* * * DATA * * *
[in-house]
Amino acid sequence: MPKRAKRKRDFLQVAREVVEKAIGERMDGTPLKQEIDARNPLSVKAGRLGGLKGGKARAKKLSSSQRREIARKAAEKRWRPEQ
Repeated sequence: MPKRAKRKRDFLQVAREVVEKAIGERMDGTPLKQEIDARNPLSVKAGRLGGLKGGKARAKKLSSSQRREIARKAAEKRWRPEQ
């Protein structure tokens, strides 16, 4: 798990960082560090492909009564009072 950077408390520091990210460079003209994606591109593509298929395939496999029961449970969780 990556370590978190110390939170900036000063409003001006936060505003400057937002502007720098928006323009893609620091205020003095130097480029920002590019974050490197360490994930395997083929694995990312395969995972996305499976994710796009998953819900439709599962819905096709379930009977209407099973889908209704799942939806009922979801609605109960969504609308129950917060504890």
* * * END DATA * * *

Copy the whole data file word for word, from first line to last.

[in-house]
Amino acid sequence: MPKRAKRKRDFLQVAREVVEKAIGERMDGTPLKQEIDARNPLSVKAGRLGGLKGGKARAKKLSSSQRREIARKAAEKRWRPEQ
Repeated sequence: MPKRAKRKRDFLQVAREVVEKAIGERMDGTPLKQEIDARNPLSVKAGRLGGLKGGKARAKKLSSSQRREIARKAAEKRWRPEQ
């Protein structure tokens, strides 16, 4: 798990960082560090492909009564009072 950077408390520091990210460079003209994606591109593509298929395939496999029961449970969780 990556370590978190110390939170900036000063409003001006936060505003400057937002502007720098928006323009893609620091205020003095130097480029920002590019974050490197360490994930395997083929694995990312395969995972996305499976994710796009998953819900439709599962819905096709379930009977209407099973889908209704799942939806009922979801609605109960969504609308129950917060504890």